int i=Integer.parseInt(args[0]);
Integer theWrapperClass= new Integer(i);
float f = theWrapperClass.floatValue( );
// intValue( ) returns enclosed wrappers int value
System.out.println("Here's your number as a float: " + f);
catch(NumberFormatException nfe){
System.out.println("Your number is too big or has a format problem");
//  The number output converts to exponential floating point
// form at 10 million. A
NumberFormatException is thrown
// when the range of an int is exceeded,
~  +/-  2.147 billion.

The Math Class     

Math contains a collection of mathematical methods and
two constants. The constants are
Math.PI and Math.E.
Both are public, static, final and double. The Math class

itself is made final so cannot be sub-classed.  It's
constructor is private so it cannot be
instantiated. It's
methods and constants are static so can be accessed
through the
class name. This results in a rigid class
definition, with tight security controls.

The way the Math class has been created makes it
very easy to use.  Static method invocations are made
on the class name.

Example   Math.random( );

A Brief look at Math class Methods

abs( )
There are four versions of abs( ), each which returns an
absolute value for a value
provided which may be int, long,
float, or double. 
// resolves a -2 to a 2

ceil( )
& floor( )

These methods take and return doubles corresponding to
the nearest int value above
or below the double provided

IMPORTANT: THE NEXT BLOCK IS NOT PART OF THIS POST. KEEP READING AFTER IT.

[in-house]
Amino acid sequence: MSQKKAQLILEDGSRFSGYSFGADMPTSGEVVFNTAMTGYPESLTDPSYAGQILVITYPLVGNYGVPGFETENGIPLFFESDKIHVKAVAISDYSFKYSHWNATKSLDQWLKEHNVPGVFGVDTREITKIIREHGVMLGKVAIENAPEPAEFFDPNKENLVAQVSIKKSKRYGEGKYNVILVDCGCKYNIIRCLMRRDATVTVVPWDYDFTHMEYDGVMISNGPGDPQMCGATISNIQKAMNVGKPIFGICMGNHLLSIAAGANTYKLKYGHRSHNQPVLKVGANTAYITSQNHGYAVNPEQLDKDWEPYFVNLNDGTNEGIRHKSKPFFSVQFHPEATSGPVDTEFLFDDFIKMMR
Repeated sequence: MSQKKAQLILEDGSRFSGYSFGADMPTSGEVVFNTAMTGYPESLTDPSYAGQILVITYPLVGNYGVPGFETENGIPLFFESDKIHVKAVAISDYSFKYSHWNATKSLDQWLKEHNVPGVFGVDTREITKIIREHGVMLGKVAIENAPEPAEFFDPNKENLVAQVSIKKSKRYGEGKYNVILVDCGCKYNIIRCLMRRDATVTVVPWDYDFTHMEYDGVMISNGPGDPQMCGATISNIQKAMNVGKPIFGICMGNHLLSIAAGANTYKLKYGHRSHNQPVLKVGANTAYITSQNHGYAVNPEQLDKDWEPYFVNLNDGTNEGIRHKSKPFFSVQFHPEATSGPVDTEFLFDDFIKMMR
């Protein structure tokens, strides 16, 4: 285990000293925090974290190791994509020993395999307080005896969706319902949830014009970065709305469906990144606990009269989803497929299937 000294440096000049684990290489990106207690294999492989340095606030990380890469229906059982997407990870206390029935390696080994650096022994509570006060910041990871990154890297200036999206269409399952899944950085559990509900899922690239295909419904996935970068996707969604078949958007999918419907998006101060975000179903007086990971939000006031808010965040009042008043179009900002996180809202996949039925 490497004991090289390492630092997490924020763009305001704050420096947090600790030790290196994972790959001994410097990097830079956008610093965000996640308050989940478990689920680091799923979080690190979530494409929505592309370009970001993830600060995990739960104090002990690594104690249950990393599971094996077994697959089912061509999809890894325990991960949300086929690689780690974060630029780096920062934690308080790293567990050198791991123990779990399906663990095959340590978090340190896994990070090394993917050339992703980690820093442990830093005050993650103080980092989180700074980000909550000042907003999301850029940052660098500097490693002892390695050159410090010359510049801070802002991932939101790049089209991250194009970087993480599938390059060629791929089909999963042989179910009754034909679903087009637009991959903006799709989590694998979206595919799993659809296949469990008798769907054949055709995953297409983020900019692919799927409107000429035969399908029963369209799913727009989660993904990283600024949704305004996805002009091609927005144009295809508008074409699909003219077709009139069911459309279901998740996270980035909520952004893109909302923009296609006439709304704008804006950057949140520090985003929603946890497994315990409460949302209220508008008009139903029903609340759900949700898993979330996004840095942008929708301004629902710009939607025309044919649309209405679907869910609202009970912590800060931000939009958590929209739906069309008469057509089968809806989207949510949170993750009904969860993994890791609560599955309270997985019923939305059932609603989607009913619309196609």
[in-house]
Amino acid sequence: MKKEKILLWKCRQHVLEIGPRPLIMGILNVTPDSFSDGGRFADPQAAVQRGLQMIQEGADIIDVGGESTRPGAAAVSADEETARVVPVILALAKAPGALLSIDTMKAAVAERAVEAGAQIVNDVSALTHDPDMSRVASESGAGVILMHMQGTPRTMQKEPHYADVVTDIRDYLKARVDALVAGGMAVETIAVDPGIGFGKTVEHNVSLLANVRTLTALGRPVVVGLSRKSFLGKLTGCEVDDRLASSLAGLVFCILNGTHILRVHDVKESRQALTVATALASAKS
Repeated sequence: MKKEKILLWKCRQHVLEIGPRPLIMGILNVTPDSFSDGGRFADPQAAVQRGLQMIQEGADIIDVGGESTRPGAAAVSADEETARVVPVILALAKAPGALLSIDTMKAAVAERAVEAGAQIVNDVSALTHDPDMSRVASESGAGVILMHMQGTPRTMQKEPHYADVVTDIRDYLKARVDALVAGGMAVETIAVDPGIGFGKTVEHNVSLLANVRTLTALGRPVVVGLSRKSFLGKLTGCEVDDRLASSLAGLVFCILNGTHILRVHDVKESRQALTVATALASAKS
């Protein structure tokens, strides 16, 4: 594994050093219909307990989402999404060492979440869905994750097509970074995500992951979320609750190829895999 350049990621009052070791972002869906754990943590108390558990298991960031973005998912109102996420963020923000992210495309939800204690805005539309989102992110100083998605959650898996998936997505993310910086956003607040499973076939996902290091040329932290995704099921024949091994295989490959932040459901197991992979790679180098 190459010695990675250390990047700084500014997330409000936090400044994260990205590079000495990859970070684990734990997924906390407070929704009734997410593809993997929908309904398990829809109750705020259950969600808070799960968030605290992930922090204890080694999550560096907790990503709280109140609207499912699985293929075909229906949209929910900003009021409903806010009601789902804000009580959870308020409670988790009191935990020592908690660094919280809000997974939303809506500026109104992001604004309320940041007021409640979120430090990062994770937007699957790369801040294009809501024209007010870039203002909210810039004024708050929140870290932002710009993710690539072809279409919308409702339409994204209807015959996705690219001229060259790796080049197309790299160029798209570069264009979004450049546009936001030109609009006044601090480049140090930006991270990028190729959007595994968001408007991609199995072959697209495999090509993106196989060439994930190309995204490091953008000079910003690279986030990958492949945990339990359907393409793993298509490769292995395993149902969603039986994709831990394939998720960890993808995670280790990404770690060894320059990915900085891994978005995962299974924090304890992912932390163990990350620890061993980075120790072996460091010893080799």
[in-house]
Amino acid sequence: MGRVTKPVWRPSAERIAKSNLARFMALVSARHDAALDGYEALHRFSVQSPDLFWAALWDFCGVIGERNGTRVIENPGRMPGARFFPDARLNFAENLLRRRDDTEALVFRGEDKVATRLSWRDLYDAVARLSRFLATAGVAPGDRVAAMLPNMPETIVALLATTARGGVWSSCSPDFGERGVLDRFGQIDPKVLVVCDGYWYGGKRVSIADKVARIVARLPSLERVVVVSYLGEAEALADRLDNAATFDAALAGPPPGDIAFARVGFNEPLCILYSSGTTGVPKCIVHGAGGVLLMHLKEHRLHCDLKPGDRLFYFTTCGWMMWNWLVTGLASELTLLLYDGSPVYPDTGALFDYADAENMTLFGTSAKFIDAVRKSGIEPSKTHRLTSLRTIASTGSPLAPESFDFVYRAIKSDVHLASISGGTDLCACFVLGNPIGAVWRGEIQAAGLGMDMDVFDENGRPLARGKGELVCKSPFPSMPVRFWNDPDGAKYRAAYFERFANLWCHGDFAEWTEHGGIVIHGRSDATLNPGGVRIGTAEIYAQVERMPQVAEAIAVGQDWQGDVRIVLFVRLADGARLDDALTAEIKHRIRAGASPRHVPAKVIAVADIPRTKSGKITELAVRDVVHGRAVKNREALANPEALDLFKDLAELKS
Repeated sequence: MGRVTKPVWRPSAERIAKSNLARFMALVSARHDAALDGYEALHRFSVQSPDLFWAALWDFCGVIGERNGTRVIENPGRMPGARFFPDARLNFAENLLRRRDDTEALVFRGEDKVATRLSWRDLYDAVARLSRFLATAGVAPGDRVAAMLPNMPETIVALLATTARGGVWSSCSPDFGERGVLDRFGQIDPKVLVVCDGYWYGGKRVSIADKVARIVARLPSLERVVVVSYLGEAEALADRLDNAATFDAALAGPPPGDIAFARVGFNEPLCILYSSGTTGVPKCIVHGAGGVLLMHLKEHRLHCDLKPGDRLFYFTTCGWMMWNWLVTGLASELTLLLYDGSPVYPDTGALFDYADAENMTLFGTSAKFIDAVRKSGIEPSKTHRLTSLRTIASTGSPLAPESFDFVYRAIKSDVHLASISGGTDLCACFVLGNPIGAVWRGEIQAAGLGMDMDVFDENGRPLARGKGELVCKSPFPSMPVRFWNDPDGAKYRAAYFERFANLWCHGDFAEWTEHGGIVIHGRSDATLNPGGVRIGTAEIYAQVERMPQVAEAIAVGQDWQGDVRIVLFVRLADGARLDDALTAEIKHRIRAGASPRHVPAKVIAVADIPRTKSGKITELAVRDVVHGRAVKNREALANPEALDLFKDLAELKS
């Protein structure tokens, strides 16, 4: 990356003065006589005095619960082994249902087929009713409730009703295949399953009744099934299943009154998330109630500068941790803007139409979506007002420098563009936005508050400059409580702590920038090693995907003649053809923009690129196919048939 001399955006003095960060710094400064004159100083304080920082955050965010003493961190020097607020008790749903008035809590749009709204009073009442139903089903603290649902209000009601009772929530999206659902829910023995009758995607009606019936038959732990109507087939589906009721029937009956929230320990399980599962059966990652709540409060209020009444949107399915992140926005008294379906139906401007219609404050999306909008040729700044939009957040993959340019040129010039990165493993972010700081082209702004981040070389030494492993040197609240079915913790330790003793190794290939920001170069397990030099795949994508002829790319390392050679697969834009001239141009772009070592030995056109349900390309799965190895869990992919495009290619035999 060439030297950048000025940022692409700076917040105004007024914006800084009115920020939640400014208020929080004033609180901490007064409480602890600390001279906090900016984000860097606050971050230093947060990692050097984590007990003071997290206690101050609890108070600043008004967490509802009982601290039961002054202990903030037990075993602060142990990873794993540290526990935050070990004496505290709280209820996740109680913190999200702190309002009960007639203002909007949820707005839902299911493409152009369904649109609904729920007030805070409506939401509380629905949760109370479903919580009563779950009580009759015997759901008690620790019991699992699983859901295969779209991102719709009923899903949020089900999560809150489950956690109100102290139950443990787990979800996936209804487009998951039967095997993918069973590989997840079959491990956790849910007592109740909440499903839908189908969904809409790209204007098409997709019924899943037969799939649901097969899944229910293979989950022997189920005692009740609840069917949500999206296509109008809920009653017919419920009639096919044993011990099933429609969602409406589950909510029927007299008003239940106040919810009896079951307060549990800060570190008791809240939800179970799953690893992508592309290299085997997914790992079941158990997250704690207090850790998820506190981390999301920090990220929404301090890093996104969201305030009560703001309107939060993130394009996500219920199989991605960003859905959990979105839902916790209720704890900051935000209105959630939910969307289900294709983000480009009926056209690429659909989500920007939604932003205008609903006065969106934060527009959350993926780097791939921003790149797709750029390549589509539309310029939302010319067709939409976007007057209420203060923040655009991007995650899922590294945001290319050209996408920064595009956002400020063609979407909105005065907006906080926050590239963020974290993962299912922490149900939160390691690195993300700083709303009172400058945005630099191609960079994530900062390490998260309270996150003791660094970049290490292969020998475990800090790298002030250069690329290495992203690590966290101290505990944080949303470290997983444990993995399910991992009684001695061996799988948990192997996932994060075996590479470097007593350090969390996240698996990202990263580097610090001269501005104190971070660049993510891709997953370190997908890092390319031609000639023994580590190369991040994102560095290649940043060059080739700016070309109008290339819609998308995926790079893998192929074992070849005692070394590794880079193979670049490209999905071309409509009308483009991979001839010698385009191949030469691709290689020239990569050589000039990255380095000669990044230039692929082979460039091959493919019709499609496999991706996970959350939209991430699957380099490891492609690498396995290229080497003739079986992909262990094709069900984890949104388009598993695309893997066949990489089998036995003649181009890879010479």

// ceil( ) will resolve a 1.1 to a 2 

max( )
& min( )

There are four versions of each max( ) and min( ) for int,
long, float and double types.
These methods take two
values and return the greater or the lesser of two,

random( )

random( ) returns a random number between 0.0 and just
less than 1.0. This method
acts as a wrapper for the
creation of an instance of the Random class which is
one of
the utility methods supplied in the java.util package.

// Random # formula: random number = (int)( Math.random( )*number_range) + 1

round( )
Two forms of this method are available to round a float (to
an int) or a double (to a long)

sin( ), cos( )
& tan( ) 
// there are also asin acos atan & atan2
These methods take doubles and return the sine, cosine,
and tangent as doubles.

double d )

sqrt( ) returns the square root of a double provided as an

double number, double power)

pow( ) returns a number evaluated to a given power

log( )

Returns the natural logarithm (base e) of a double value.

exp( )